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The Old Garden

(Last edited on Wednesday 01 July 2020)

This is based on an old file made in 2012 illustrating the garden at my previous house. I decided that although that garden no longer exists, this could stand as a record of my activities when I was more energetic.

There are about 40 square metres of ground at the front of the house and about 200 square metres at the back. The subsoil is heavy clay, but application of compost has got much of the the topsoil into a passable condition. I've planned the garden to be informal and fairly low maintenance. As I like woodland I've planted a lot of trees and have allowed them to overhang the paths in places.

In the back garden, nearest the house there used to be a rose bed, which I'm slowly converting to a herb garden as the old rose bushes die. Then there is a patio, recently constructed to replace an unsatisfactory lawn. The patio is surrounded by flowering shrubs underplanted with bulbs, while the bottom half of the garden is mainly devoted to growing fruit, especially redcurrants, gooseberries, plums, worcesterberries and apples, though there are also two greenhouses and there is a tiny vegetable patch.

Tour of the back garden

starting in the kitchen, looking out of the back door,

and then crossing the patio to ...

the beginning of the jungle under the big old Bramley apple tree

then through the jungle, passing the little vegetable garden to the left

past the first greenhouse, to the second greehouse with the small

Keswick Codling apple beside it.The bigger family cooking apple tree is ahead and slightly to the right.

Another picture of the vegetable patch

the South side of the garden, with ferns and hellebores in the shade of the Bramley apple tree and then the ornamental grass, roses and clematis where there's more light.

moving towards the house on the the North side of the garden. notice two waterbutts outside the kitchen

Some early March flowers, a Hellebore in the back garden and a Daphne in the front

Around 1994 I bought Morgan and Richards The Book of Apples which listed all the more than 2000 varieties then in the National Apple Collection and inspired me to find a nursery prepared to graft apples to order so at one time I had about thirteen varieties of apple, mostly on family trees. The total is now eleven - I removed a Cox's Orange Pippin that produced very little fruit, and a Wyken Pippin that wasn't getting enough light to flourish.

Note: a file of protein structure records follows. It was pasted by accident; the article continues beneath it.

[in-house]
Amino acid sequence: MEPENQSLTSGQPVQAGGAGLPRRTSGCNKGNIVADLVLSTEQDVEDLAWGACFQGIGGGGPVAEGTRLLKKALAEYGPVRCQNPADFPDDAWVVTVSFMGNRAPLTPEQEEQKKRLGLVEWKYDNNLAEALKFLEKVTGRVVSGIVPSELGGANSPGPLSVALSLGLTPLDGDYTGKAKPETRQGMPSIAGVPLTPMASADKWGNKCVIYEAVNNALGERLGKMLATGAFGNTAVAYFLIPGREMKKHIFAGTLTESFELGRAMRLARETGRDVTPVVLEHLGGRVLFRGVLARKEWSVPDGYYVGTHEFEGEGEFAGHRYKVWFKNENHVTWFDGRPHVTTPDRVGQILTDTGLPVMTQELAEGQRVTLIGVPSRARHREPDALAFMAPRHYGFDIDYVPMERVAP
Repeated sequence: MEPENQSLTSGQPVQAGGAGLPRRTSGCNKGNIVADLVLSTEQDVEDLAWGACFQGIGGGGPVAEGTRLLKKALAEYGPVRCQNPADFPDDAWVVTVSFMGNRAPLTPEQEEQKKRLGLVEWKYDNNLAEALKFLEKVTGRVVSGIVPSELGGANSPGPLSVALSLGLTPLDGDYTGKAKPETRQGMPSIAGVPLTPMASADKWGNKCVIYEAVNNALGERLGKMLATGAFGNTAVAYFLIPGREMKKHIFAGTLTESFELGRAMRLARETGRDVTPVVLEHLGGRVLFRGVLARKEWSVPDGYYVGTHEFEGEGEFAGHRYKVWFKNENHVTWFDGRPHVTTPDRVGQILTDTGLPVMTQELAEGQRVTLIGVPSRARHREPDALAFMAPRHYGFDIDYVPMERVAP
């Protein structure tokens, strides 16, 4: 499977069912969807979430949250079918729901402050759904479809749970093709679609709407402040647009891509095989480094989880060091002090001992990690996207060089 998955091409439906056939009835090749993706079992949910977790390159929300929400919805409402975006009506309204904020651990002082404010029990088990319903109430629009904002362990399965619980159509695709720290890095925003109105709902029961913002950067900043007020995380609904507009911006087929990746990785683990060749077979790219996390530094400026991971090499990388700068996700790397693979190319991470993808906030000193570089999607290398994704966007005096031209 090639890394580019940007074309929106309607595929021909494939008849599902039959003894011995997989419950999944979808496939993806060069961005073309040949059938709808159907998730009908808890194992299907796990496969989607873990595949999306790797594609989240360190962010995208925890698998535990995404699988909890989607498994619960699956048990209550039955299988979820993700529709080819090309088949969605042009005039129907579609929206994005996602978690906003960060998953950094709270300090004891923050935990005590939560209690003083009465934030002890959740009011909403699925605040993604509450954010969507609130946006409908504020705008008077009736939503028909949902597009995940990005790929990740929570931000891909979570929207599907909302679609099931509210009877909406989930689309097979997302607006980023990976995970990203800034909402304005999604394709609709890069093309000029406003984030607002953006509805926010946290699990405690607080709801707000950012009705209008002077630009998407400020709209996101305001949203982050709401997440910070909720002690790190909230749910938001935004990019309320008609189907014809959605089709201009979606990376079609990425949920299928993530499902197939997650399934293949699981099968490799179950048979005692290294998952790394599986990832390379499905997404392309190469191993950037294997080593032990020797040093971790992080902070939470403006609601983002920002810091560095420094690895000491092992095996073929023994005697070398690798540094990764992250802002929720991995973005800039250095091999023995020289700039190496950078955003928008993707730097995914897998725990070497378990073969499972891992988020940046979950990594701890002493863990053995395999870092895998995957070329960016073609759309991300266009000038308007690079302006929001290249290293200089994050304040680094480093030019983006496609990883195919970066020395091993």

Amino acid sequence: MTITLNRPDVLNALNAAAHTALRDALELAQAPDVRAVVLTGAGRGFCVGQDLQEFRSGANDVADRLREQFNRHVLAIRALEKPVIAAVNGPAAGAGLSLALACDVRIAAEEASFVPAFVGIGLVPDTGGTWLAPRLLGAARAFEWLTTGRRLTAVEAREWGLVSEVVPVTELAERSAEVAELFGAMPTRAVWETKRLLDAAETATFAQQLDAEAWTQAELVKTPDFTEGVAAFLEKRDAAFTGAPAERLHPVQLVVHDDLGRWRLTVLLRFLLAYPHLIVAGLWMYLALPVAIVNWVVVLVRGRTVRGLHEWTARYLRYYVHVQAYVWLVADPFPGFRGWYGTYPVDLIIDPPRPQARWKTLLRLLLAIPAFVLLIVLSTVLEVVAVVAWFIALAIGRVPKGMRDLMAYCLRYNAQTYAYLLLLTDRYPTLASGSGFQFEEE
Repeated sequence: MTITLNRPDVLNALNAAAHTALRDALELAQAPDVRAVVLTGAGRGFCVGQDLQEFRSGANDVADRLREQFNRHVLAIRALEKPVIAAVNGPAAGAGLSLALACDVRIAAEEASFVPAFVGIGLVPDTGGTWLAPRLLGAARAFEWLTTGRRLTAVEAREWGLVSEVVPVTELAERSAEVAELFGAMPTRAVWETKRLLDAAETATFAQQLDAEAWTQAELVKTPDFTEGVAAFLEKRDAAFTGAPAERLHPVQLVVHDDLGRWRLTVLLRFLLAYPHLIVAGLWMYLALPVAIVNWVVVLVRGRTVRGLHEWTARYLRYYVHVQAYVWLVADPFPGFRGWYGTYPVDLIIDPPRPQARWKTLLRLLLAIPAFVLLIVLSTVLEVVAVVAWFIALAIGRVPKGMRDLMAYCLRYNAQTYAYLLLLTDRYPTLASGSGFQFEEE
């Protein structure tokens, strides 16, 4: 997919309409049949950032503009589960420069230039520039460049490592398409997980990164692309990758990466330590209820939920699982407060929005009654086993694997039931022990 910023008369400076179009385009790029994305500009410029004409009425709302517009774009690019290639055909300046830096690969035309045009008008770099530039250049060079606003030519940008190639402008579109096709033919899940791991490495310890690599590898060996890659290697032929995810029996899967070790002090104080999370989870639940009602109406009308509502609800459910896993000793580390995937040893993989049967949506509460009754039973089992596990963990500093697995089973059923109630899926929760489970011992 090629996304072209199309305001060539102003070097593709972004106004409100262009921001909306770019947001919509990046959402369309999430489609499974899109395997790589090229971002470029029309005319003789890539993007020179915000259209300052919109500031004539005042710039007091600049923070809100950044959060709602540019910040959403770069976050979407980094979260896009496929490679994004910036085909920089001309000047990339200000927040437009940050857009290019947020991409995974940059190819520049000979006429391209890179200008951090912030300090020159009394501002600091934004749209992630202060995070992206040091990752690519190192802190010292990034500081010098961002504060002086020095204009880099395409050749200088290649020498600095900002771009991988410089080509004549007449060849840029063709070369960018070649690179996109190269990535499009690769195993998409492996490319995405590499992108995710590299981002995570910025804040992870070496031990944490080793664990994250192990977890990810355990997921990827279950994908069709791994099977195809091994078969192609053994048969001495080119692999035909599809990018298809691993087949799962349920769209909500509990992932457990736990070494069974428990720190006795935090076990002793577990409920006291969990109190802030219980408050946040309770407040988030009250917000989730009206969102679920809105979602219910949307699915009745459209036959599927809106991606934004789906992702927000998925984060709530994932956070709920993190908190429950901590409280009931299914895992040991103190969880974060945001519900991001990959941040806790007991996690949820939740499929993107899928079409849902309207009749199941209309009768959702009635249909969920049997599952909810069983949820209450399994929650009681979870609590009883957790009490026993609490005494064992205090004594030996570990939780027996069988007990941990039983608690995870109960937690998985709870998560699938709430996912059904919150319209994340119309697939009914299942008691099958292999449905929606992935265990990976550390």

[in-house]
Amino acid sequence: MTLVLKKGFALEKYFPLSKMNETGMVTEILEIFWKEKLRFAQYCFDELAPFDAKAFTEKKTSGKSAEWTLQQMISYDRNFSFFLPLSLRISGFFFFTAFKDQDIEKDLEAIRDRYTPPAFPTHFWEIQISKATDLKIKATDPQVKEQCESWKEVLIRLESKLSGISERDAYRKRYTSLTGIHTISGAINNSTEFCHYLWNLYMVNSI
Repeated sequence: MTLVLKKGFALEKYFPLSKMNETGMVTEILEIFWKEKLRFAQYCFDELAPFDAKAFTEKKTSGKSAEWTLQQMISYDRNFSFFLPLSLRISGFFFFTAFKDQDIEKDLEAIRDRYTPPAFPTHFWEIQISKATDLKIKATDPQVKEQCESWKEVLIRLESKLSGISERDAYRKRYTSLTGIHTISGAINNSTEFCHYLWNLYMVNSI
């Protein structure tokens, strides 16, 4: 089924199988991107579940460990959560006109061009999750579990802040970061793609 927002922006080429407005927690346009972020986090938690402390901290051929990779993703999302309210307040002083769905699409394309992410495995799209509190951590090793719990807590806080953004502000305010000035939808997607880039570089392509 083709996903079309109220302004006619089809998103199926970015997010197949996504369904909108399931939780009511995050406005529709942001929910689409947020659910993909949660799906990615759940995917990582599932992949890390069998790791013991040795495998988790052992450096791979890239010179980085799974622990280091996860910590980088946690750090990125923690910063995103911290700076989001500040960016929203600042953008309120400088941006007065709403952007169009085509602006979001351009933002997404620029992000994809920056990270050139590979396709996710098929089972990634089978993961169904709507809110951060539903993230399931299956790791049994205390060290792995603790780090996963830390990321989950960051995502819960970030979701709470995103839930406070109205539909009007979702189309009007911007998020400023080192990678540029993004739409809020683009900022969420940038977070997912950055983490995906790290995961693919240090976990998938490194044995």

The full list is now: Beauty of Bath, illustrated,

Reinette Rouge Étoilé, Ribston Pippin, Ellison's Orange, Lord Lambourne, Margil, Keswick Codling, Flower of Kent, Bramley, and two other cookers on a family tree I inherited from mother. Mother said one of the apples on that tree was a Bramley, and some of the fruit look like Bramleys; I suspect another component, the most productive, is Newton Wonder, illustrated, but the third has never produced any fruit, so I wait for evidence.

The Flower of Kent is a clone of the tree that inspired Isaac Newton. I think mine was grafted onto the wrong rootstock, because it seems determined to grow to a great height, and until I stopped trying to frustrate that ambition it didn't even flower. Only in its ninth Spring (2005) did it for the first time produce one or two flowers, and it set its very first fruit only in 2010. It is an excellent cooking apply turning into a smooth puree with an intense flavour.

The earliest apples, Beauty of Bath and Reinette Rouge Étoilé, start to ripen in late July, and the other varieties between them last till November, and when crops are heavy the late cookers - Bramley and Newton Wonder - can be stored till the following Easter. There's also a large Victoria plum which crops fairly regularly since I took to thinning the fruit when there's a heavy crop.

Through membership of the Henry Doubleday Research Organisation I have access to seeds of vegetable varieties no longer available commercially, and I usually grow several such varieties of tomato; my favourites are Green Bell Pepper, Yellow Pixie and Whippersnapper. Each Autumn I collect seeds for the next year's crop.

I'm also a member of "The Royal Horticultural Society".

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